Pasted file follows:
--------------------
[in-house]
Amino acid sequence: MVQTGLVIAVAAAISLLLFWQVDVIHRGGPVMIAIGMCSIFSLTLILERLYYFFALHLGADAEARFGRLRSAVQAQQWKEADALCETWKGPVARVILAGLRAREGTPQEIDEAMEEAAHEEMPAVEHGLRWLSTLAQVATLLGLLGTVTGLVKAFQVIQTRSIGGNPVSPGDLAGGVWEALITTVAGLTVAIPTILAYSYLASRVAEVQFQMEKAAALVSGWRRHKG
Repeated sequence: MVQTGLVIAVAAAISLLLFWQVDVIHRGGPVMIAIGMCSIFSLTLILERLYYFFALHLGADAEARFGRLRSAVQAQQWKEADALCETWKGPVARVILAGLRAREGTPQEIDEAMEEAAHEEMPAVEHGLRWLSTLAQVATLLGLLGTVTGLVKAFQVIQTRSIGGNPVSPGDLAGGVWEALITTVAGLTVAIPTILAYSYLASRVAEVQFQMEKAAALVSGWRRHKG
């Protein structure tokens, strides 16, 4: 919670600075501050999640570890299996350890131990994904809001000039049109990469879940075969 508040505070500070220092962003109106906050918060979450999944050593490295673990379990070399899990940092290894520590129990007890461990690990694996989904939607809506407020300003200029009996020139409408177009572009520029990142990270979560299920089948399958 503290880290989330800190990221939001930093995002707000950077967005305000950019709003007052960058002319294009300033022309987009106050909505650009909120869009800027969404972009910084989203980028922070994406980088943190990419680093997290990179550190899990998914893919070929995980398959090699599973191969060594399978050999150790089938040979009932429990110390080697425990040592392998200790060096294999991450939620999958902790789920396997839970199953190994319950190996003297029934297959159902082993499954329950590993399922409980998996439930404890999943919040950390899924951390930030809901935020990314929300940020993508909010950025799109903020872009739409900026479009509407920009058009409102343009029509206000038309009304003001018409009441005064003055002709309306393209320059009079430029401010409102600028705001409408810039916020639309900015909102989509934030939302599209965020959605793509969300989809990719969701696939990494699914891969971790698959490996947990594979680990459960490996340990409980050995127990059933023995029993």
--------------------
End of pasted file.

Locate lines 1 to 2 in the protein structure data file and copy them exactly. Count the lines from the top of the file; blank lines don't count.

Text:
[in-house]
Amino acid sequence: MVQTGLVIAVAAAISLLLFWQVDVIHRGGPVMIAIGMCSIFSLTLILERLYYFFALHLGADAEARFGRLRSAVQAQQWKEADALCETWKGPVARVILAGLRAREGTPQEIDEAMEEAAHEEMPAVEHGLRWLSTLAQVATLLGLLGTVTGLVKAFQVIQTRSIGGNPVSPGDLAGGVWEALITTVAGLTVAIPTILAYSYLASRVAEVQFQMEKAAALVSGWRRHKG